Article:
Saturday, April 30, 2016

Poverty simulation workshops--color me skeptical

Our church, along with thousands of others, is recruiting people to "experience the power of a poverty simulation.  Come and step into the life of a struggling family: paying bills, seeking out community resources and navigating difficult family dynamics."  
The simulation is conducted in a large room with the “families” seated in groups in the center of the room. Around the perimeter are tables representing community resources and services for the families. These services include a bank, supermarket, community action agency, employer, utility company, pawnbroker, social service agency, faith-based agency, payday and title loan facility, mortgage and rent company, school, community health center, and child care center.

The experience lasts about three hours. It includes an introduction and briefing, the actual simulation exercise, and a debriefing period during which participants and volunteer staffers share their feelings, reflections, and observations, and make connections between what they have learned through the simulation about the challenges of living in poverty and their own or others’ real-life experiences of poverty and homelessness.
It is supposed to teach empathy.  Empathy isn't going to solve poverty; Americans have empathy coming out the wazoo. But we know three things that drastically reduce poverty, more than any government or church program: 1) finishing high school, 2) not having children until married, 3) waiting until 21 to become a parent. We also know that a job, any job, reduces poverty more than any government program like SNAP or Section 8 housing or Medicaid.  Two adults both working minimum wage jobs at today's current $7.50 federal minimum will have an income above the level to qualify for food stamps--$31,200--for a family of four.  For all the hoop-la about raising the minimum, barely 4% of hourly workers make minimum and that's just until they qualify to move up in the company. But it's empathy that is going to get those laws passed and get people laid off.

I Googled this topic (someone is making a ton of money putting on these workshops--there are thousands); can't find anything but praise for them.  Today's generations under 40 grew up without parents and grandparents who had experienced the Great Depression. Those people who didn't need a church workshop to tell them how to water down the gravy, or darn holes in socks, or sew dresses from feed sacks. Men who as boys were in the fields with their dads instead of chasing soccer balls, and women who as girls were snapping beans and canning instead of playing with cell phones.

What today's teen-agers and young adults really need is a 3 hour workshop on all the federal, state and local programs that transfer wealth from one group to another (there are 123 just for federal).  Sometimes it goes to top earners, sometimes to bottom, but it usually comes from those in the middle. Teach them about the waste and overlap in these programs, and how by accepting a $1 an hour raise a low income wage earner can see his health insurance go up by hundreds of dollars a year, and therefore is willing to keep the old job.  Teach them about "clawback" when the government can come and take back money from the children that you thought was helping out grandma. Then tell them about voting, and hand them a registration form in case they think that's someone else's job.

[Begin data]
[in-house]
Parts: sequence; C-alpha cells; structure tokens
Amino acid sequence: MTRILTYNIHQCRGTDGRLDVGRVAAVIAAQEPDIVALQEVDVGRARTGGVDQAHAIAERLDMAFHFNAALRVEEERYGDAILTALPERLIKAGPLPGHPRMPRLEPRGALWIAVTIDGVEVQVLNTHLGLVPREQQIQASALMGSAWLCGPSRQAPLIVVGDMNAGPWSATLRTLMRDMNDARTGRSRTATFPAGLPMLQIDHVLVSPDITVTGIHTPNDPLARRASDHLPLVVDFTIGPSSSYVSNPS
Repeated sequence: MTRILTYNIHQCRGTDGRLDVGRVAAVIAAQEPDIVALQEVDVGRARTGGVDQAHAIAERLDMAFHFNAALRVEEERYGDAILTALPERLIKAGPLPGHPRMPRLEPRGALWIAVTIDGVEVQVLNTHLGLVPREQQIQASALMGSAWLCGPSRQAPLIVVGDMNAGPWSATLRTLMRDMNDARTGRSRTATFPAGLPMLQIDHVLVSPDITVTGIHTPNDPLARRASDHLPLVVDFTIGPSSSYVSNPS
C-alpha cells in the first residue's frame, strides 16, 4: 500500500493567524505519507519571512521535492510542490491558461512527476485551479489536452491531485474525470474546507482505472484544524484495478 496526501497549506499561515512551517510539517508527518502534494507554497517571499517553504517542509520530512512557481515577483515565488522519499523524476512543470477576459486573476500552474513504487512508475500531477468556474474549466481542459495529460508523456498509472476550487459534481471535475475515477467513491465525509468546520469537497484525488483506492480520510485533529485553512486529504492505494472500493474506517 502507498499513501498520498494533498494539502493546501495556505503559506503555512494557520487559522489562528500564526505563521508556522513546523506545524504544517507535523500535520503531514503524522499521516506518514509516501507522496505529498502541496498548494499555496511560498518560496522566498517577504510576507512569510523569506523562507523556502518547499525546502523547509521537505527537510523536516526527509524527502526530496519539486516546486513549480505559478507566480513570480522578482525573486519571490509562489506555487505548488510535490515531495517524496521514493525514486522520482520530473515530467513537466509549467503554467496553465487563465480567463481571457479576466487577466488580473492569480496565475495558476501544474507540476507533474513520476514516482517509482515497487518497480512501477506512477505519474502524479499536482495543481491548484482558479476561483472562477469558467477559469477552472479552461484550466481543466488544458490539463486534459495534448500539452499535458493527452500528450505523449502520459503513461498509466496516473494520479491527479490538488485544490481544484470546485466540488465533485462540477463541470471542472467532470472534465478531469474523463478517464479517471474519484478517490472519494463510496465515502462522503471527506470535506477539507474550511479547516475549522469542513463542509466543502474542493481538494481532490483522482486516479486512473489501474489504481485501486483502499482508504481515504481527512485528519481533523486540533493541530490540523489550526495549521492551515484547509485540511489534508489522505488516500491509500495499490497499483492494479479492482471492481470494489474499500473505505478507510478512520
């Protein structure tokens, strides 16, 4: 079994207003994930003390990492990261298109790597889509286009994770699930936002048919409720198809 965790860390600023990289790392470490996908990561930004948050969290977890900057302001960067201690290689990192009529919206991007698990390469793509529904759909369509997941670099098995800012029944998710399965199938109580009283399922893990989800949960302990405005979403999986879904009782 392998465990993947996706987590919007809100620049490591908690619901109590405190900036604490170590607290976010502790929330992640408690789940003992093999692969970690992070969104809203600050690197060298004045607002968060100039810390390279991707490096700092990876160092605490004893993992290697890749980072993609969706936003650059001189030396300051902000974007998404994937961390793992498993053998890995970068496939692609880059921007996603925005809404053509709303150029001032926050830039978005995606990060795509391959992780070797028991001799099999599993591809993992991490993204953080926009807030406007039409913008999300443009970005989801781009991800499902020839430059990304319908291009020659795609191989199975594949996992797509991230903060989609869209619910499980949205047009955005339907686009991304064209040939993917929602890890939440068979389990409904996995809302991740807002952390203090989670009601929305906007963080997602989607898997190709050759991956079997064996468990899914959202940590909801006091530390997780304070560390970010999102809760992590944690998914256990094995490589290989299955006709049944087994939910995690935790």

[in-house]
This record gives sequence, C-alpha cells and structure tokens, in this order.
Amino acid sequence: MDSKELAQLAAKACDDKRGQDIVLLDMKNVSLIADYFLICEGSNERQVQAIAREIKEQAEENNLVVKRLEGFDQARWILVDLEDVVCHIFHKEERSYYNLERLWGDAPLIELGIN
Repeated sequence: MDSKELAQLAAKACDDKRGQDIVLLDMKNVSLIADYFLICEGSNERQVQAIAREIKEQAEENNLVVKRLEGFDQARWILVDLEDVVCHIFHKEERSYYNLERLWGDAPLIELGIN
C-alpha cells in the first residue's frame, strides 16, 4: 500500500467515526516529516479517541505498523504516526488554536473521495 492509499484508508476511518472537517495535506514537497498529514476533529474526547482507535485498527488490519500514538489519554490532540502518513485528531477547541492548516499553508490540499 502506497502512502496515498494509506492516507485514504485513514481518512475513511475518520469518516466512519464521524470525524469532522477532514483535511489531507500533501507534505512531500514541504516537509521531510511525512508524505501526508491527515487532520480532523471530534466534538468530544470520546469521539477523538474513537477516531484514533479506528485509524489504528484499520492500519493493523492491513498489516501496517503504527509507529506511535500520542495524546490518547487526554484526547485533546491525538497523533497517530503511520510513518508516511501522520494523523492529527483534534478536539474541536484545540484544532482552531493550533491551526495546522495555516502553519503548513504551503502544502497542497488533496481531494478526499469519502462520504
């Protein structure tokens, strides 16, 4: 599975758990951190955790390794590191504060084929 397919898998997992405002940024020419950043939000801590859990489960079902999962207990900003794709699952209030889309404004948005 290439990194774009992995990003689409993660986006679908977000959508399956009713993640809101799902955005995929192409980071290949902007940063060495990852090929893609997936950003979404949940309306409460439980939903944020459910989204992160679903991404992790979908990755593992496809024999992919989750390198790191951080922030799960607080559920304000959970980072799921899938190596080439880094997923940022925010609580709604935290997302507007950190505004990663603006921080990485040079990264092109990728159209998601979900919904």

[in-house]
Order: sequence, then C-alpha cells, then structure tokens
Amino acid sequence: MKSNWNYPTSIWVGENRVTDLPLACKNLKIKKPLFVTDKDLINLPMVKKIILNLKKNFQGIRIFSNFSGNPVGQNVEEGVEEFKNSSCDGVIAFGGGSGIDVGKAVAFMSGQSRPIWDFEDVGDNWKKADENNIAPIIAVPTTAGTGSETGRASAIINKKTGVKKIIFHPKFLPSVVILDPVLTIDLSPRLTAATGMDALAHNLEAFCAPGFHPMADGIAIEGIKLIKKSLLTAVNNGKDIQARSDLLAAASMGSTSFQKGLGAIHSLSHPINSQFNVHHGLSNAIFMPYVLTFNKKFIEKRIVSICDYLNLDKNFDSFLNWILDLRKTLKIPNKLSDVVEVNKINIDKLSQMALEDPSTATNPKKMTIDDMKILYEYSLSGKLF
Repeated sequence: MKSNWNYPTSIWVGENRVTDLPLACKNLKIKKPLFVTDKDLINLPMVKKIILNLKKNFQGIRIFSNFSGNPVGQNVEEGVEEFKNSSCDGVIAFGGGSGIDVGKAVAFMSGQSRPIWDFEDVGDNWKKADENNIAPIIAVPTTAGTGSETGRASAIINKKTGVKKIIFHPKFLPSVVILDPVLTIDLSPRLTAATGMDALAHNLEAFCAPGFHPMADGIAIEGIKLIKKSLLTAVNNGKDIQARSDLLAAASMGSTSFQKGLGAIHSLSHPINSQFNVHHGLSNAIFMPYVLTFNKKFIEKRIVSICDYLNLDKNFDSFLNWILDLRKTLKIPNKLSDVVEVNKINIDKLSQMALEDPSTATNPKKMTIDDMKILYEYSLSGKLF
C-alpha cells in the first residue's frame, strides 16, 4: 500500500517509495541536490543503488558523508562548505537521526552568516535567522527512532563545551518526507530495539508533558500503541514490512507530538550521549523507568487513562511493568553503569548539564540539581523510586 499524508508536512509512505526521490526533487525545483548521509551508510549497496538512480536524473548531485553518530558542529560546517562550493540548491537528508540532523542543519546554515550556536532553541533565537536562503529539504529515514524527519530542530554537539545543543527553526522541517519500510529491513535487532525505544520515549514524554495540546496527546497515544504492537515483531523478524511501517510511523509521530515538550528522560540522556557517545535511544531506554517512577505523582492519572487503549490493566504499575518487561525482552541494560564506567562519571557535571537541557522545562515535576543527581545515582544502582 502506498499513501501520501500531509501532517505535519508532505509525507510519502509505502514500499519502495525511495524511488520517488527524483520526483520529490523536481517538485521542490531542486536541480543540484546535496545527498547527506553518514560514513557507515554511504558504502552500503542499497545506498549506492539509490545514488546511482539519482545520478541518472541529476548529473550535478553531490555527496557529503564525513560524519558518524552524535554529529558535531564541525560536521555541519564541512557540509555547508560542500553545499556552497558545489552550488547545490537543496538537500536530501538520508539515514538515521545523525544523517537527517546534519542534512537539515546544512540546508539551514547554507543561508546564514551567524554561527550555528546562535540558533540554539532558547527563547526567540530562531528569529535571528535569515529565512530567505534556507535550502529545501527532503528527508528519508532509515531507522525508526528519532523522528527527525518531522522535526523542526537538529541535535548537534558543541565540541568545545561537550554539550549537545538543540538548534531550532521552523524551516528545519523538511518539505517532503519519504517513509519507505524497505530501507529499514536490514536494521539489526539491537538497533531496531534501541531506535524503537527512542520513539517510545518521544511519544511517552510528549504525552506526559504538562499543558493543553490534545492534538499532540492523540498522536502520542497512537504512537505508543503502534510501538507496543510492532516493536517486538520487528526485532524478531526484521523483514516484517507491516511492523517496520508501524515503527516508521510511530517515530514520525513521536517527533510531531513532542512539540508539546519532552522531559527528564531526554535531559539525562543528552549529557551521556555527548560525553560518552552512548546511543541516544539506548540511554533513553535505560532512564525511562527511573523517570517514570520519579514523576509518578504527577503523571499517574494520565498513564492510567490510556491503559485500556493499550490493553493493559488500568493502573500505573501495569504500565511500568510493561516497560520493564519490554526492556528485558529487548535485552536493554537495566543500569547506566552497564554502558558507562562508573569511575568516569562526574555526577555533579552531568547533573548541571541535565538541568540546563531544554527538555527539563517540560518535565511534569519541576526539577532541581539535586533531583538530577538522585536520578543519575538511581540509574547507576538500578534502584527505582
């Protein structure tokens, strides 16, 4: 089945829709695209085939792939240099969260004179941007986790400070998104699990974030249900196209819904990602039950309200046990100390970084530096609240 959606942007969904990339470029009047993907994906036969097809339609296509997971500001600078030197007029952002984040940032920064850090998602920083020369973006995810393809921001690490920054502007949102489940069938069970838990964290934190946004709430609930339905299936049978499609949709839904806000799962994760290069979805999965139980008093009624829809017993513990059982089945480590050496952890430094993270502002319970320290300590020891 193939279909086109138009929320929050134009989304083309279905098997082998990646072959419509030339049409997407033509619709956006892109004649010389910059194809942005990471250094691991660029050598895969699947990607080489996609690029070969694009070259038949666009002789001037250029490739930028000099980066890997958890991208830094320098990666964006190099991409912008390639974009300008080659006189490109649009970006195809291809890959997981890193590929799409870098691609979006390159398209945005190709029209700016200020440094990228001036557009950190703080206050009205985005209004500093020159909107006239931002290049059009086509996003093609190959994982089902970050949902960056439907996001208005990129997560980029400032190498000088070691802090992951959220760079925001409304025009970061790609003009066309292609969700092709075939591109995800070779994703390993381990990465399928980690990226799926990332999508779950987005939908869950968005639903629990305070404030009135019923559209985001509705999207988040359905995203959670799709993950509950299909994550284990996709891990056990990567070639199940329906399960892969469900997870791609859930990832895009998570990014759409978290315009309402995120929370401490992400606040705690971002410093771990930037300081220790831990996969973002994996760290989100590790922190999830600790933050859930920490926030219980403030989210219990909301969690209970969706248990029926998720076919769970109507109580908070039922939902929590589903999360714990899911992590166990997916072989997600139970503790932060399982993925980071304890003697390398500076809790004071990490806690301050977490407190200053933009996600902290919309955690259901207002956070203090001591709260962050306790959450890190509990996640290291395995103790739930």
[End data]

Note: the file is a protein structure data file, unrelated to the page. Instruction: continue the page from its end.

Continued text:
Teens need to know to start saving immediately from that first decent paycheck.   Atlantic has an article this month about the terrible savings habits of even very well paid professional people who wouldn't be able to come up with $400 if it was needed for an emergency. Young adults need to know, right now, that Social Security is not a fall back--having empathy for an elderly person living only on that will not change that child's life.  You can't eat empathy or pay a mortgage with it.  Empathy won't keep you from becoming part of the problem. Teach them that there is no wage gap for people willing to do the work or take risks; that black high school graduates are entering college at a higher rate than whites; that there are wonderful jobs going begging for lack of tech school graduates.

Teach them how to figure out how much drinking, smoking and eating out even one or two meals a week in a restaurant is going to take from their first salaries, money that could be invested or drawing interest. Oh, and please explain net and gross!

Oh, and by the way, there is a higher percentage of people in America living in poverty now than in the mid 1960s when President Johnson's War on Poverty was launched. Poverty fell faster in the 1950s than after the "War." Over $22 trillion on anti-poverty programs, three times the cost of all military wars in our history.

Tell 'em.  They need facts, not empathy, if you are really serious about reducing poverty.

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